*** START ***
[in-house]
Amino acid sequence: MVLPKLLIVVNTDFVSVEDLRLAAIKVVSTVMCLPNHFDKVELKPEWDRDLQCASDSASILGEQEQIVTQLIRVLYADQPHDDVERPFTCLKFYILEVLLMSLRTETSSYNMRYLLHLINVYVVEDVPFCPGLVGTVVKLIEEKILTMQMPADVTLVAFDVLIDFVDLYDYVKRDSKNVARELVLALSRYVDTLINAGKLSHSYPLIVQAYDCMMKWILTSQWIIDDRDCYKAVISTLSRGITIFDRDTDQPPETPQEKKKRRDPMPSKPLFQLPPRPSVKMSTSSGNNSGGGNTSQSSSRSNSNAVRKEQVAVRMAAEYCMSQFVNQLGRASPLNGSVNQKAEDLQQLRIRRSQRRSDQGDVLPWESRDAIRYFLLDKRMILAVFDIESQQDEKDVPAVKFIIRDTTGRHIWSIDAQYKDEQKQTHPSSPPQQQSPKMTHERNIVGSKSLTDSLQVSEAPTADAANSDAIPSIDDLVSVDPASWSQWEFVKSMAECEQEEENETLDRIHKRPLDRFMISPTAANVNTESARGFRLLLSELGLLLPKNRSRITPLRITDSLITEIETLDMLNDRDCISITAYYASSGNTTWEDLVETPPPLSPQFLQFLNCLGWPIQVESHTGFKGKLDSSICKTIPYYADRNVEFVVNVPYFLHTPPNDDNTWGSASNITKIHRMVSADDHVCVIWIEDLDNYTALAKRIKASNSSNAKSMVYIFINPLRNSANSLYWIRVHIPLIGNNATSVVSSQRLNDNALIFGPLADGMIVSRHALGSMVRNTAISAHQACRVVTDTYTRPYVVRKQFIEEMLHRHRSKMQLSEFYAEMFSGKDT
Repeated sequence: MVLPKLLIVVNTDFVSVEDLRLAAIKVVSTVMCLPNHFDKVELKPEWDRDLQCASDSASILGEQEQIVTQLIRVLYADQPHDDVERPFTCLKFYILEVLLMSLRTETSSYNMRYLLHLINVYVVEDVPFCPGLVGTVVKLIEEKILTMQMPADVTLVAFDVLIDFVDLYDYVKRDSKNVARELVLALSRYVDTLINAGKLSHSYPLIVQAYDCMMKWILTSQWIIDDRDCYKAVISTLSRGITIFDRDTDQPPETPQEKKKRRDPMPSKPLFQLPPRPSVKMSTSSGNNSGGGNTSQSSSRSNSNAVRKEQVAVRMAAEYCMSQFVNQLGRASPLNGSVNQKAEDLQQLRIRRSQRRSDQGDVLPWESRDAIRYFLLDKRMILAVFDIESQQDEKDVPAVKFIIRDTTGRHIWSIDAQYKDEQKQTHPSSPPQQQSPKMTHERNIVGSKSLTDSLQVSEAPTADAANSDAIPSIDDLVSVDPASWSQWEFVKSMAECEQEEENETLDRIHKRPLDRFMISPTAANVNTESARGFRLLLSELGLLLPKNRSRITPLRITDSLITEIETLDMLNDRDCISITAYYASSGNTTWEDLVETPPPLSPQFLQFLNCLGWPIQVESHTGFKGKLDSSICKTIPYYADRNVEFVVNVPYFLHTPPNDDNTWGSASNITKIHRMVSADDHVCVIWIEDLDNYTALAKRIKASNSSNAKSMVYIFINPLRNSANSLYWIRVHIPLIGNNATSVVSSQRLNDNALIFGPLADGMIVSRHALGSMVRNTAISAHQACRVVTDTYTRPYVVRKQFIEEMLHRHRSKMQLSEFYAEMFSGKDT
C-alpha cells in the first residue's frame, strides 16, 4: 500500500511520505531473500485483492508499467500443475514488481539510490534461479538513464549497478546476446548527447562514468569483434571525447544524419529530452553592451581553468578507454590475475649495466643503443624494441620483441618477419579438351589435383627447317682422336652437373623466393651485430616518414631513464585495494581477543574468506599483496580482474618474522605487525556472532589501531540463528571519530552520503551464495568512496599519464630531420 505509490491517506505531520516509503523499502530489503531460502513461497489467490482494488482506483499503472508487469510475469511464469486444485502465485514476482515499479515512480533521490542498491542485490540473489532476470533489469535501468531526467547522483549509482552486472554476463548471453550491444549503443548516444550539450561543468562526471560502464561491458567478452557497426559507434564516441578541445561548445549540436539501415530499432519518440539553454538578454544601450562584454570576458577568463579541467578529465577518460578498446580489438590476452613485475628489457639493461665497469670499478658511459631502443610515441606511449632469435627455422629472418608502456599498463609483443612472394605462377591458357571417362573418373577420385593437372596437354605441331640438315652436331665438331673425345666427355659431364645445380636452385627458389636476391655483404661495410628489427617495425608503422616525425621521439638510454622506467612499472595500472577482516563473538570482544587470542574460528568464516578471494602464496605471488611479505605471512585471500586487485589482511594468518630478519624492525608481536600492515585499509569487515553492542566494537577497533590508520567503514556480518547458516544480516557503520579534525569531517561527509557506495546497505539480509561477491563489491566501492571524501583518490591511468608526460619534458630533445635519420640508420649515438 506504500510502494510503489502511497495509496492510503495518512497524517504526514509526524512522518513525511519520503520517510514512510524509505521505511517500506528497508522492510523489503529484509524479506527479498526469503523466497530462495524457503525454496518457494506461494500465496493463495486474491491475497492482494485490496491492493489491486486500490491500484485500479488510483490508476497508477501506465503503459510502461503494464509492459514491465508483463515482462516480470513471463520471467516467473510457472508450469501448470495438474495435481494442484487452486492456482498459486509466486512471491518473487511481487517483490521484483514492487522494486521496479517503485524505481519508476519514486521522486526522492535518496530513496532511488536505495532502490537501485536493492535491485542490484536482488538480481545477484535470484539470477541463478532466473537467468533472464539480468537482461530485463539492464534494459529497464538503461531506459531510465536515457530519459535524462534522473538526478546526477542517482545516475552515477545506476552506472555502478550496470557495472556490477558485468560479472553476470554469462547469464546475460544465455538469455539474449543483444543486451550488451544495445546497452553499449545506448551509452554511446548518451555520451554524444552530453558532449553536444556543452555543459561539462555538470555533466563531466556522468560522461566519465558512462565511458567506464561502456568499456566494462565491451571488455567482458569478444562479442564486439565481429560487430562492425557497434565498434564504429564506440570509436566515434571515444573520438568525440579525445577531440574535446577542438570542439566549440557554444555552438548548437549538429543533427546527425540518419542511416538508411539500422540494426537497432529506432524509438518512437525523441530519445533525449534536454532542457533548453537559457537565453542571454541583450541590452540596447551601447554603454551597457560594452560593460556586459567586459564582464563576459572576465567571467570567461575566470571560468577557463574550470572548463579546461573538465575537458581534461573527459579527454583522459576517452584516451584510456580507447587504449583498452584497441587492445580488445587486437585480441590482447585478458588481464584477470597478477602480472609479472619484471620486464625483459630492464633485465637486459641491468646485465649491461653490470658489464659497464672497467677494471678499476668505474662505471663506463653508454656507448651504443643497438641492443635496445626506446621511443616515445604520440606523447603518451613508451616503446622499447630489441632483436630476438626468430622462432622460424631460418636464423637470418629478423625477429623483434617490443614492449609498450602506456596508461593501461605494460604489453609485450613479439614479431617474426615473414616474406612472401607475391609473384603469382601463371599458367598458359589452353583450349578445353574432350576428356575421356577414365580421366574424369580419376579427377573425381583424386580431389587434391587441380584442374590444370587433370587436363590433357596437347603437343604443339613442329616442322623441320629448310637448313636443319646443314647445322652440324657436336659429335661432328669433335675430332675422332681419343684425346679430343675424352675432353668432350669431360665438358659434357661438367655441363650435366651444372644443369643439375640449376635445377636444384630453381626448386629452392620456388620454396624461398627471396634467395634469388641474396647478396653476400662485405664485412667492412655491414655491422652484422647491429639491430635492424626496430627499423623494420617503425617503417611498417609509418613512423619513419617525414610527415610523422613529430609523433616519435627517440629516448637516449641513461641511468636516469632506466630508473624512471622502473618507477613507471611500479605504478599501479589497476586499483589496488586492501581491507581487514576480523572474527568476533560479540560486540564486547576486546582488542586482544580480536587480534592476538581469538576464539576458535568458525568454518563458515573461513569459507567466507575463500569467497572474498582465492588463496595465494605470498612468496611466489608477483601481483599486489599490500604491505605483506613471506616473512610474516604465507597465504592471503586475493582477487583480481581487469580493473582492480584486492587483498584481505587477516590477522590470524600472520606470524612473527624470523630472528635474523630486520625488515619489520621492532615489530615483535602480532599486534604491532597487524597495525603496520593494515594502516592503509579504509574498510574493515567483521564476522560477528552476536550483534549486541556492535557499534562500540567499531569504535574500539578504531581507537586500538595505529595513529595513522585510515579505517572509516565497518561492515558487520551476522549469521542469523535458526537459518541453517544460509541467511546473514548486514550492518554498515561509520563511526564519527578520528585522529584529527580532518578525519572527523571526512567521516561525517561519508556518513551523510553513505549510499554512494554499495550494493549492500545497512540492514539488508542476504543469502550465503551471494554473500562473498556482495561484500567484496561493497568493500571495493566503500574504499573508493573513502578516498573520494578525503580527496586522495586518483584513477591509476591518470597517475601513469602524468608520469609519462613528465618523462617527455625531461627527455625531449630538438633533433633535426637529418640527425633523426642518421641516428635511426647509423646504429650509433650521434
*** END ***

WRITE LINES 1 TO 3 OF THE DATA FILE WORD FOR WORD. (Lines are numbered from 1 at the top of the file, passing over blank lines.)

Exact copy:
[in-house]
Amino acid sequence: MVLPKLLIVVNTDFVSVEDLRLAAIKVVSTVMCLPNHFDKVELKPEWDRDLQCASDSASILGEQEQIVTQLIRVLYADQPHDDVERPFTCLKFYILEVLLMSLRTETSSYNMRYLLHLINVYVVEDVPFCPGLVGTVVKLIEEKILTMQMPADVTLVAFDVLIDFVDLYDYVKRDSKNVARELVLALSRYVDTLINAGKLSHSYPLIVQAYDCMMKWILTSQWIIDDRDCYKAVISTLSRGITIFDRDTDQPPETPQEKKKRRDPMPSKPLFQLPPRPSVKMSTSSGNNSGGGNTSQSSSRSNSNAVRKEQVAVRMAAEYCMSQFVNQLGRASPLNGSVNQKAEDLQQLRIRRSQRRSDQGDVLPWESRDAIRYFLLDKRMILAVFDIESQQDEKDVPAVKFIIRDTTGRHIWSIDAQYKDEQKQTHPSSPPQQQSPKMTHERNIVGSKSLTDSLQVSEAPTADAANSDAIPSIDDLVSVDPASWSQWEFVKSMAECEQEEENETLDRIHKRPLDRFMISPTAANVNTESARGFRLLLSELGLLLPKNRSRITPLRITDSLITEIETLDMLNDRDCISITAYYASSGNTTWEDLVETPPPLSPQFLQFLNCLGWPIQVESHTGFKGKLDSSICKTIPYYADRNVEFVVNVPYFLHTPPNDDNTWGSASNITKIHRMVSADDHVCVIWIEDLDNYTALAKRIKASNSSNAKSMVYIFINPLRNSANSLYWIRVHIPLIGNNATSVVSSQRLNDNALIFGPLADGMIVSRHALGSMVRNTAISAHQACRVVTDTYTRPYVVRKQFIEEMLHRHRSKMQLSEFYAEMFSGKDT
Repeated sequence: MVLPKLLIVVNTDFVSVEDLRLAAIKVVSTVMCLPNHFDKVELKPEWDRDLQCASDSASILGEQEQIVTQLIRVLYADQPHDDVERPFTCLKFYILEVLLMSLRTETSSYNMRYLLHLINVYVVEDVPFCPGLVGTVVKLIEEKILTMQMPADVTLVAFDVLIDFVDLYDYVKRDSKNVARELVLALSRYVDTLINAGKLSHSYPLIVQAYDCMMKWILTSQWIIDDRDCYKAVISTLSRGITIFDRDTDQPPETPQEKKKRRDPMPSKPLFQLPPRPSVKMSTSSGNNSGGGNTSQSSSRSNSNAVRKEQVAVRMAAEYCMSQFVNQLGRASPLNGSVNQKAEDLQQLRIRRSQRRSDQGDVLPWESRDAIRYFLLDKRMILAVFDIESQQDEKDVPAVKFIIRDTTGRHIWSIDAQYKDEQKQTHPSSPPQQQSPKMTHERNIVGSKSLTDSLQVSEAPTADAANSDAIPSIDDLVSVDPASWSQWEFVKSMAECEQEEENETLDRIHKRPLDRFMISPTAANVNTESARGFRLLLSELGLLLPKNRSRITPLRITDSLITEIETLDMLNDRDCISITAYYASSGNTTWEDLVETPPPLSPQFLQFLNCLGWPIQVESHTGFKGKLDSSICKTIPYYADRNVEFVVNVPYFLHTPPNDDNTWGSASNITKIHRMVSADDHVCVIWIEDLDNYTALAKRIKASNSSNAKSMVYIFINPLRNSANSLYWIRVHIPLIGNNATSVVSSQRLNDNALIFGPLADGMIVSRHALGSMVRNTAISAHQACRVVTDTYTRPYVVRKQFIEEMLHRHRSKMQLSEFYAEMFSGKDT